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Et Tu

by Minim Calibre

He sometimes felt as though none of them had ever bothered to look at him. At first, when it was only Angel and Cordelia, their fresh mission and fresher grief weighing heavy on them both, Wesley was just someone who occupied the Doyle-shaped space in the office, trying to live up to a dead man's shade.

He'd done his best to make himself useful, translating and researching, fighting when the need had arisen. Once he'd gotten over his initial nervousness, he'd remembered that, in spite of everything he'd ever been told, he had a rather good set of reflexes and no small ability with weapons.

Gunn had come along, but so had Darla. Angel abandoned the fight and left them in the lurch but they'd somehow held together. Ill-matched with their leader gone and no resources and they'd held together. By all rights they should have been killed the first time they ran into trouble, but they'd made it out alive. And somehow, even after Angel's return to the fold, he'd ended up in charge of the ragged lot of them. It was not a responsibility that rested lightly on his shoulders. They meant everything to him, and he was willing to give everything he had to protect them.

But of course, it hadn't been enough. It seemed that on some basic level, he still didn't count. Cordelia had once informed him of that in so many words. It had been a gut-punch he hadn't expected at the time. He understood. He was there. He was a friend, but he wasn't that sort of friend.

Nor the sort of friend where one had any particular urge to make amends in the event of a falling-out. More the sort where a bullet to his stomach was somewhat further down on the Great Chain of Being than someone else's missing wardrobe, although perhaps that was the bitterness talking. He had been a friend, just one in a secondary role. Advisor rather than confidant, brother rather than lover.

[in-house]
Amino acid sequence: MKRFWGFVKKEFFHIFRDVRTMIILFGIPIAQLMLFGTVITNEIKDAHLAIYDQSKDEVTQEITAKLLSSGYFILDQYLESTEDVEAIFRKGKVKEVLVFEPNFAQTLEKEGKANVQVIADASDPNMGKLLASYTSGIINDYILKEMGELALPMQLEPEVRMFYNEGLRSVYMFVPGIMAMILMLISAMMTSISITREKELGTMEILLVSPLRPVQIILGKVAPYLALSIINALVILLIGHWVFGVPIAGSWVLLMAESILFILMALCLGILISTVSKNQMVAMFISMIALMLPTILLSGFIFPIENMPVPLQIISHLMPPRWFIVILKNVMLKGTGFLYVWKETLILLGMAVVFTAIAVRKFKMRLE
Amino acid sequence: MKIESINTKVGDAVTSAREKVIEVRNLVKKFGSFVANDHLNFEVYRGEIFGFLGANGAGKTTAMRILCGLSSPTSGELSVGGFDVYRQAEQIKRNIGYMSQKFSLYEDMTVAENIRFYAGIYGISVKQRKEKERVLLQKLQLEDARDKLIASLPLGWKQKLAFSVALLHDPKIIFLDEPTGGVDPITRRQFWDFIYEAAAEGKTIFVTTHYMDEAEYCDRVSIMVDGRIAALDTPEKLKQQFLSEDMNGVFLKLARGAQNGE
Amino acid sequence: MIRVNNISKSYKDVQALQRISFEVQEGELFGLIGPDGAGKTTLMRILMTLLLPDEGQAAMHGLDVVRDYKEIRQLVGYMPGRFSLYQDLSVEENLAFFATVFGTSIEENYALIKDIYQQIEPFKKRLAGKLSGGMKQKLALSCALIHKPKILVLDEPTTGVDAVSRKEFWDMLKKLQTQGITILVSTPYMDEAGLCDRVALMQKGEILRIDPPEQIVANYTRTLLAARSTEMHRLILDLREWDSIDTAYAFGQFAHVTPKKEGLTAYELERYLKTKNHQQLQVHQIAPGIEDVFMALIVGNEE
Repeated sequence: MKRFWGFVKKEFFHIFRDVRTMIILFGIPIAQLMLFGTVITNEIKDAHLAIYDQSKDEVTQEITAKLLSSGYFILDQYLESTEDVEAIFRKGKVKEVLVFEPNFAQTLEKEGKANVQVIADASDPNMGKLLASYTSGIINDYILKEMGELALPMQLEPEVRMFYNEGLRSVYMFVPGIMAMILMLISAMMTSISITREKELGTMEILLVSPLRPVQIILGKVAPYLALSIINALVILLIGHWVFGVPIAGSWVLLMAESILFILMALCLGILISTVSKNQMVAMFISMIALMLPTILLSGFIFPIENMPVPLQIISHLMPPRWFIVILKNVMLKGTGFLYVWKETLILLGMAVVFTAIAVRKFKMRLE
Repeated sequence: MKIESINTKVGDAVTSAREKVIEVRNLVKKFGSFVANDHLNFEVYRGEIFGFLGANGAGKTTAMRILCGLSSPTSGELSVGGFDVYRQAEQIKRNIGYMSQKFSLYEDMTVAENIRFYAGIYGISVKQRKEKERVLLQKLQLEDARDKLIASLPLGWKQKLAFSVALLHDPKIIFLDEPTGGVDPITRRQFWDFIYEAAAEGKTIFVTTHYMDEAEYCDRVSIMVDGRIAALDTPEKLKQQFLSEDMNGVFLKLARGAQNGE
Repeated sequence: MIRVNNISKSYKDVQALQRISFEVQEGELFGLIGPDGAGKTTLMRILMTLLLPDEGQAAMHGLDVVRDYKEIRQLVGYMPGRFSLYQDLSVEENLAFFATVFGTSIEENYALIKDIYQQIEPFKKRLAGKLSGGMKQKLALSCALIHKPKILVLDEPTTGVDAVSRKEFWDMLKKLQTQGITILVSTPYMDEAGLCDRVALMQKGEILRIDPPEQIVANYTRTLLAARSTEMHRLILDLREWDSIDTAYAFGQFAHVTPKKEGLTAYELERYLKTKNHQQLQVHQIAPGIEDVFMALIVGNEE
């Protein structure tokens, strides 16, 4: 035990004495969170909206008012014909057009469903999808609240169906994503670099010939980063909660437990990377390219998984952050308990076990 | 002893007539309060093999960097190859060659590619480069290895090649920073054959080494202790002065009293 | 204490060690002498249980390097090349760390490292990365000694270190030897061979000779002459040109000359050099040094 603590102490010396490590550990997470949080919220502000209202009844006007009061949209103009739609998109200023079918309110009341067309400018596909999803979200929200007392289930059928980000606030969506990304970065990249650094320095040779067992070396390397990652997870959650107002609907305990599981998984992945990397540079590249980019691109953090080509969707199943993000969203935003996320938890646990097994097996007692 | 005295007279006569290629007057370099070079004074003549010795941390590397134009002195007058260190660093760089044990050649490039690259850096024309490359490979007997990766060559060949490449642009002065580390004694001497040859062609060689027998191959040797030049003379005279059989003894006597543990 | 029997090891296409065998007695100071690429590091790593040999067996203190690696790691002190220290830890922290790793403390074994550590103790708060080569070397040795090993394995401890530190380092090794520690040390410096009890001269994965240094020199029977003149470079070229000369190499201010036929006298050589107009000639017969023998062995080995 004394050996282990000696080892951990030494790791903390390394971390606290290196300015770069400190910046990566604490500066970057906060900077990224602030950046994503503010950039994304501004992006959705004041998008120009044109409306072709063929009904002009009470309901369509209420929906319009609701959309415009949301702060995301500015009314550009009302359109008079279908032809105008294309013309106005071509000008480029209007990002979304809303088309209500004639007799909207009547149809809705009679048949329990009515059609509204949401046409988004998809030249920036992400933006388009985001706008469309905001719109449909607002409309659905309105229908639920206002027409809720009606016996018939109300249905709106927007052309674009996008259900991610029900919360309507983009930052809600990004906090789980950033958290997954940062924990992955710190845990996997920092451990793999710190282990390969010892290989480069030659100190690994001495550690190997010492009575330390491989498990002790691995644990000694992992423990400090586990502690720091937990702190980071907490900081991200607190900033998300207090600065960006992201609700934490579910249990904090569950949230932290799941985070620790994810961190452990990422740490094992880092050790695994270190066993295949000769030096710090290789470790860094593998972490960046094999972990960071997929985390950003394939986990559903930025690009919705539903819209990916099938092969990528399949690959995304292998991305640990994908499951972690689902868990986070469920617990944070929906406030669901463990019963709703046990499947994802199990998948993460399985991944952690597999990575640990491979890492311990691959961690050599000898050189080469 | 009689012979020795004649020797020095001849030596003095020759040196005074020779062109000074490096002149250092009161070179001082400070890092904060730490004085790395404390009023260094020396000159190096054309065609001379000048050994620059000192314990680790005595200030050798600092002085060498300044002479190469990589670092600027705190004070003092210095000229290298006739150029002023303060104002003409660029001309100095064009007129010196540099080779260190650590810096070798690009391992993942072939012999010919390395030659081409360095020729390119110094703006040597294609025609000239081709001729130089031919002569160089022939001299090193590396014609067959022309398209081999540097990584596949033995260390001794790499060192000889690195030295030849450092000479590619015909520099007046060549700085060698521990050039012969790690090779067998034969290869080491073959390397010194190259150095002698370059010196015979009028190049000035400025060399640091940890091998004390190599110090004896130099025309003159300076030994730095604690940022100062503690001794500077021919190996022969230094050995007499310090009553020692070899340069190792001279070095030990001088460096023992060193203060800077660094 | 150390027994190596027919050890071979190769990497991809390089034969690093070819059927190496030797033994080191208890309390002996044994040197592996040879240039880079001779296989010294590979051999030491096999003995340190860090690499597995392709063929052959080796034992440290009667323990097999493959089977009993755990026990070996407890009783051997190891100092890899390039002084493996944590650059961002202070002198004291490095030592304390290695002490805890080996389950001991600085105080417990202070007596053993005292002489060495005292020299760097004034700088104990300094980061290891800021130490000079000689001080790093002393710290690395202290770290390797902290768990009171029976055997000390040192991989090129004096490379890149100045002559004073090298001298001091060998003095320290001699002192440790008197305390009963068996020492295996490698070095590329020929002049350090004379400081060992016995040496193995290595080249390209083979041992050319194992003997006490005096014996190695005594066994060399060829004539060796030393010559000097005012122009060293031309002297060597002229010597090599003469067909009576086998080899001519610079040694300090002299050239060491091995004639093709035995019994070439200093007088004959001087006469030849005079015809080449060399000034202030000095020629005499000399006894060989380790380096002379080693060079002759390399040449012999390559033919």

It was easy enough in hindsight to see the error of his ways. Somehow, in trying to fill the empty space where first Doyle and then Angel had been, he'd tried to fill something empty inside himself as well. To be the man he'd wanted to be, told himself he'd be, whenever he'd been told he'd never amount to anything.

He'd abandoned sleep, dignity, and nearly his life for them on more than on occasion. It hadn't mattered in the end. All that had mattered was that he'd failed. He'd taken something on himself, and he'd failed.

Failed spectacularly, really. He'd done a wonderful job of living up to his father's expectations. He'd been given a second chance and he'd botched it so badly that all his previous failures seemed no more than dress rehearsals for this main event. He didn't think he could handle an encore.

Not that there would be an audience. He'd made certain of that. The old barriers of ice and petty sarcasm were back, and woe betide any who dare approach them. Friends, family, mission, all lost to him, but he'd be damned before he'd beg forgiveness for doing what he thought was right.

All that was left was the overly-tidy apartment, an empty space where his breath echoed and his phone mocked him with its silence. And, of course, the book that Lilah had given him, still where he'd tossed it with such deliberate carelessness, mocking him with its presence.

"For Brutus is an honourable man," he murmured as he lifted it from the floor. "So are they all, all honourable men."

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